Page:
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Egyptian Ministry Staff Face Trial over Theft from Giza Pyramids

The 12 former ministry employees are accused of helping two German archaeologists steal samples from King Khufu's tomb and other restricted locations


El-Sayed Gamal El-Din , Monday 24 Apr 2017


Egypt's administrative prosecution body has referred 12 former antiquities ministry employees to trial for allegedly allowing members of a German archaeological expedition to steal samples from the Giza Pyramids in 2013.


According to a statement from the prosecution body, the 12 men, who worked in the pyramids department, will be tried in a disciplinary court.


Investigators allege that the 12 men committed various crimes in 2013, such as allowing a group of Germans to illegally take a piece of a cartouche from a small compartment above King Kufu's burial chamber. The German group also took fragments from the walls and ceiling of King Kufu's tomb in the Great Pyramid, as well as fragments from another tomb.


In taking their samples, the group used a sharp tool and damaged the antiquities, according to prosecution investigations.


The 12 defendants are also accused of allowing the German group to enter unauthorized areas in the Giza Pyramids and take photos without permission.


In November 2013, a documentary called The Cheops Project was published on YouTube, showing researcher Dominique Goerlitz and author Stefan Erdmann during their secret trip inside the Great Pyramid of Khufu in Giza. The documentary shows the difficulty they faced in reaching the cartouche.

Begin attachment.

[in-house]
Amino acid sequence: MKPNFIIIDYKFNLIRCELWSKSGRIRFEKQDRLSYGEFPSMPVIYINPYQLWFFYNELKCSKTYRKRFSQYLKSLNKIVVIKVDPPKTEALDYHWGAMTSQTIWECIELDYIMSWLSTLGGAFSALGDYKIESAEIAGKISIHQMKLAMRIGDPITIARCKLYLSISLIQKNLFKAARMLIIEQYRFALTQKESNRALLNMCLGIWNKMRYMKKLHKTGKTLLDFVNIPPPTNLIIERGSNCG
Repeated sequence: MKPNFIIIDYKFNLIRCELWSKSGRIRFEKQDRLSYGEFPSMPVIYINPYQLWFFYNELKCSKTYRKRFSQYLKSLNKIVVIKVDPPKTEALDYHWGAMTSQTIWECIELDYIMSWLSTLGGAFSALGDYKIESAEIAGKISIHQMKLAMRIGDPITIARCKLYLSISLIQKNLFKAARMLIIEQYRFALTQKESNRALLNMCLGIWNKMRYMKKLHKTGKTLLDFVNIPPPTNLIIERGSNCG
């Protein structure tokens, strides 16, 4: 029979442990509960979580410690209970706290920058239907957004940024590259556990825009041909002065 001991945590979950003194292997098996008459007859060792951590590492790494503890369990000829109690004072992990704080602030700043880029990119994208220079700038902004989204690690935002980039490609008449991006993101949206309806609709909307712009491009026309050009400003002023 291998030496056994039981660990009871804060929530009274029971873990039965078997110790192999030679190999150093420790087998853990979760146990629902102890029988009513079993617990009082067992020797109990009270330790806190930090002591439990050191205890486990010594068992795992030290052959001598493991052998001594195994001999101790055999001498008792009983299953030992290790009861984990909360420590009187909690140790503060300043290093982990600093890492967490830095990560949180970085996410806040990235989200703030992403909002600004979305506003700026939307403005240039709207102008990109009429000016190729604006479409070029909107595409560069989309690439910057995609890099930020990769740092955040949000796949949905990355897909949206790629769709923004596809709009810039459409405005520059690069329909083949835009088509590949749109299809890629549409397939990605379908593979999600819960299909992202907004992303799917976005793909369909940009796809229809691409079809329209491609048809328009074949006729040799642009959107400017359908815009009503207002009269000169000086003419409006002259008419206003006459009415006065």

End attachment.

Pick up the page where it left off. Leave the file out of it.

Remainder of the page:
A sample of the cartouche was taken during the unauthorized expedition and was subjected to laboratory analysis in Germany.


When the documentary was released, the antiquities ministry learned about the illegal expedition and imposed penalties on the two German archaeologists.


The ministry described the incident as a serious violation of Egypt's ancient heritage and the Great Pyramid in particular – the only surviving monument of the Seven Wonders of the Ancient World.


The ministry has placed a ban on any archaeological cooperation with Dresden University, which reportedly supported the work of the German archaeologists, as well as the scientific laboratory where the samples were analyzed.


The findings of both archaeologists have been rejected by the ministry, which claims that the expedition was conducted by amateurs, not expert archaeologists.


The German embassy in Cairo has also denounced the actions of the two archaeologists, stating that the researchers are not affiliated with the embassy or the German Archaeological Institute, nor do they represent any official mission from Germany to Egypt.


In August 2014, the German authorities returned the stolen samples of cartouche to Egypt, handing them over to the Egyptian embassy in Germany.


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